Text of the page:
The main difference between food and dietary supplements is the packaging, rather than the product itself. Dietary supplements are generally sold as tablets or capsules. Meanwhile, food supplements can appear in any form, from powders and liquids to fortified food ingredients.

Another distinction lies in the fact that some dietary supplements may be recommended to you by your  doctor. This is usually if you are not consuming nutrients in high-enough quantities and are starting to suffer health issues. Food supplements, on the other hand, are usually self-prescribed, and are sometimes easier to incorporate into a diet due to the more accessible forms they come in. 

Are Dietary Supplements Safe?

While dietary supplements are generally considered safe to use, it all depends on what it is you’re consuming. For example, fat-soluble vitamins, including A, D and E, can cause some negative health effects if you take too many – so remember that too much of a good thing can also have its consequences.  

To ensure safety when taking dietary supplements, and to avoid any adverse side-effects, always consult your doctor before taking any. Another risk to keep in mind is that dietary supplements also have some contraindications with regular medications, or with certain health conditions:

  • Taking vitamin K supplements inhibits the efficacy of the blood thinner medication, warfarin. This means that if you are taking a blood thinner medication for hypertension, for example, you will increase your risk of having a stroke if you take vitamin K supplements. This is because vitamin K has a significant role in blood coagulation.
  • Supplements like vitamin C and E are antioxidants that help the body fight against infection. While these supplements may seem harmless, they are potentially harmful for people who have cancer because they may interfere with the effectiveness of chemotherapy. 

Aside from consulting your doctor, you should also read the labels of dietary supplements before taking them. If the labels do not contain sufficient information, you could visit the manufacturer’s website, or other websites that provide the information you need. Do your research to see if there are any ingredients that are potentially harmful to you. This is also important in making sure you’re not allergic to any of the ingredients.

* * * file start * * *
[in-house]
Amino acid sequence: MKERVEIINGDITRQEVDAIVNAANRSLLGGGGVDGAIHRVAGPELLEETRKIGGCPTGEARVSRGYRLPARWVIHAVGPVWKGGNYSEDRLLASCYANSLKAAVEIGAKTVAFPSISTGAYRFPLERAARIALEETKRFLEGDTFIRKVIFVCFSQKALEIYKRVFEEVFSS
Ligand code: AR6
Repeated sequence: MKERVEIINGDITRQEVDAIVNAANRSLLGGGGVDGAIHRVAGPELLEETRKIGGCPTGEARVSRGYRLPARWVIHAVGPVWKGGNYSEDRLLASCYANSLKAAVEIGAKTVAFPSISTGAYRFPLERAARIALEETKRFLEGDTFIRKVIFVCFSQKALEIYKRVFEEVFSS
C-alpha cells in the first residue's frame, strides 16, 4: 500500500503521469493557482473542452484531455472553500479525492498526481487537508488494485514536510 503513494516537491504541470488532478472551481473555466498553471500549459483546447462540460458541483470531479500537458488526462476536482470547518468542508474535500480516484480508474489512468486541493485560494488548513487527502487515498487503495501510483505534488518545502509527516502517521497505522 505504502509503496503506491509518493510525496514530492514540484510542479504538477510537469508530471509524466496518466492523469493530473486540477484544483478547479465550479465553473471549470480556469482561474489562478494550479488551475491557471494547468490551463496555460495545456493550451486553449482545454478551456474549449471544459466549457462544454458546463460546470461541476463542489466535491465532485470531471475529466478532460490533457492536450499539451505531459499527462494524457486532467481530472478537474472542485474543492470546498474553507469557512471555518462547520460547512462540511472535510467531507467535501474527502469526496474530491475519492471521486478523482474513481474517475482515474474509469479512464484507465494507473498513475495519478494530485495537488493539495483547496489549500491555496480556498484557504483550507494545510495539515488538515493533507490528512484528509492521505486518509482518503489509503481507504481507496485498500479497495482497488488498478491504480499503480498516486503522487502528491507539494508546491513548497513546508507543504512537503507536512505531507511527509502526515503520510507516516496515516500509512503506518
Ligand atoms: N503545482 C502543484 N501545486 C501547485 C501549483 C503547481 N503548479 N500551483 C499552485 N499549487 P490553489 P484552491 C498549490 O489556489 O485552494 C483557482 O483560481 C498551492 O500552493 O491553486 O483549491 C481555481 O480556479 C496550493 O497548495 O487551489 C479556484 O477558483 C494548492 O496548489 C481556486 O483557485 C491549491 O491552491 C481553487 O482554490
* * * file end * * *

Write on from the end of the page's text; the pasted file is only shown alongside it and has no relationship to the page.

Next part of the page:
Overdosing on supplements could also damage your organs, particularly your kidneys and liver. Special caution should be taken when considering diet pills and fat burners, as they are particularly easy to overdose on. Finally, always make sure that the product you intend to take has been approved by the UK’s Medicines & Healthcare Products Regulatory Agency (or any other equivalent bodies if you live outside of the UK).

Should I Take a Dietary Supplement?

If you are healthy and have sufficient nutrition from the food you eat, you probably don’t need to take dietary supplements. However, there are some situations where you may need to take specific supplements if recommended by your doctor. A few examples are:

  • If you have specific nutritional deficiency, such as vitamin D deficiency
  • If you have a health condition, like diabetes, that requires dietary supplements
  • If you are pregnant, you may need iron and calcium supplements
  • If you are an athlete, you may need protein and mineral supplements
  • If you are an elderly person, you may need supplements to help to boost your immune system

Knowing the benefits and risks of a dietary supplement will help you to make informed decisions about your diet. Just like medicines, these supplements should not be abused, so make sure you do your research and consult a doctor beforehand.


All content published on the ReAgent.ie blog is for information only. The blog, its authors, and affiliates cannot be held responsible for any accident, injury or damage caused in part or directly from using the information provided. Additionally, we do not recommend using any chemical without reading the Material Safety Data Sheet (MSDS), which can be obtained from the manufacturer. You should also follow any safety advice and precautions listed on the product label. If you have health and safety related questions, visit HSE.gov.uk.